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Trader-turned-inventor invests in a Shore thing

Jerseyan retails her tote bag-beach towel that won't fly up

Sunday, May 30, 2004


Star-Ledger Staff

Tina Marie Connors had seashore issues.

"I used to go to the beach and have the corners of the towels fly up. It was so annoying," she says.

But the commodities trader and Point Pleasant resident wasn't ready to give up her beach time, so she invented the antidote to her problem. She designed Towel Down, a combination 40-by-70 inch beach towel and tote bag that comes with the pledge that no longer will the blowing wind be a menace to stretching out on the beach to get some sun.

She says she bought a sewing machine and made the first prototype herself.

"It's a beach pack and towel all in one," Connors says. "When it's a towel, you have a pocket in each corner where you put sand to weigh it down. And you don't have to carry a million things with you when you go to the beach. All you have to take is the towel backpack."

She says Towel Down is designed to pull through the biggest pocket to form the carry all, which can be used as a tote bag or back pack. Plus, she says, it has corner pockets where valuables can be hidden, a chamber that can be filled with sand to form a pillow and even Velcro closures on the side that can be attached to other Towel Downs to form community beach blankets.

During July, Trump Plaza Casino in Atlantic City will be giving out 2,500 Towel Downs as a promotion. Laurie Hankinson, executive director of special events for Trump Plaza, says: "We chose it because Towel Down is a great product. There are other types similar that have been out for years, but hers is the most plush. It's very large, and the price is very reasonable. For promotions, we look for price and quality. She hit both. It's a great item."

The product was unique enough to earn a federal patent. She says she took the idea to a patent attorney, and a search showed that no one else had applied to the U.S. Patent Office with anything similar.

Connors, in her patent application, listed several similar products. But she won the patent because of the unique design of the towel itself and the way it converts to a tote bag or backpack.

During 2002, she says, she was awarded patent number 6192536.

Once she got the patent, Connors says she decided to retail the beach towel herself. That meant going to trade shows and exhibits to get an education on how to launch a product like hers. She recently showed the product at the Invention and New Product Exposition in Pittsburgh.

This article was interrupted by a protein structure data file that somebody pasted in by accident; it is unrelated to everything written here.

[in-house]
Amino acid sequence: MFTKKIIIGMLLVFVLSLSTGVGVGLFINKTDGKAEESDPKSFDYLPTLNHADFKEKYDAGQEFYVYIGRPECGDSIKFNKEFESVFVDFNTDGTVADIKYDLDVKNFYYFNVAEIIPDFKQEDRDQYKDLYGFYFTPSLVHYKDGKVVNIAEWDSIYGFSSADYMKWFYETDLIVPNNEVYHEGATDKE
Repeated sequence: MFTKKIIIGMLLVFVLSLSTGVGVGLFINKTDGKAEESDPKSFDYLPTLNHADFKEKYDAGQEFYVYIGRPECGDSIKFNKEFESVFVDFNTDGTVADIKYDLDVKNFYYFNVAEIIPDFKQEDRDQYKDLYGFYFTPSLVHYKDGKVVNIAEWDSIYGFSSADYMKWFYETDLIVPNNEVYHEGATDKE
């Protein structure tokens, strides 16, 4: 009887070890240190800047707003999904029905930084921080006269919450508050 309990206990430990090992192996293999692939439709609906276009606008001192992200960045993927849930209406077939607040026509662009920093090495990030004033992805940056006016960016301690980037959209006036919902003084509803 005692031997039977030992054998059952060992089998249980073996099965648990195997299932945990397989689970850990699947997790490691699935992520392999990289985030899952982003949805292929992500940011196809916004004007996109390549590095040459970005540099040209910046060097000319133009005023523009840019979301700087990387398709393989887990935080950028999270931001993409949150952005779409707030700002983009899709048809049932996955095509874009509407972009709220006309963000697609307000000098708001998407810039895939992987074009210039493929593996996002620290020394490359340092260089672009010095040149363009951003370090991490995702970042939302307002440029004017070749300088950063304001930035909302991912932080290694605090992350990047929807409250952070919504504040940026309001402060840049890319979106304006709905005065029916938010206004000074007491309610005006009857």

She also sells Towel Down online at, distributes to retail stores and promotes it personally. Towel Down was part of the gift basket given out at the MTV Latin Music Awards and the Screen Actors Guild Awards, both in January.

"I have a manufacturer in China, I go to shows to meet people and sales reps," Connors says. "But my ultimate goal is to license the product out. Collecting royalties is my ultimate goal."

She says she is in production for a 60-second television commercial that she expects will be out in the next few months to sell the Towel Down through an 800 telephone number. She says a company, which she wouldn't disclose, will handle the retailing while she will concentrate on manufacturing and wholesaling.

"I have no employees, and with sales like the number I sold to Trump, I will be making a little," she says. "But I don't get paid until 90 days after delivery, and I pay out a lot of money for exposure. I am going to give it my all. It will be worth losing money if I will be getting it back 15 or 20 fold in the future."

And she says, "I'm pretty confident because I get so much positive feedback. Everybody is positive, optimistic about it. But you have to be patient."

It's quite a change from the rapid fire world of commodities trading. By the time she was 25, she had earned her badge to trade in the pits of the New York Mercantile Exchange. But romance took her from New York City to Point Pleasant.

"I got married in 1996, and my husband was from Point Pleasant," she says. "I lived in Battery Park, which was a 10 minute walk to work. When we moved to Point Pleasant, it turned into a two-hour commute. I only lived in Manhattan and Point Pleasant. It took a long time to adjust. The hell with this, I said. Now I trade from home where I can make my own hours."


Dan Weissman writes about small business. He can be reached at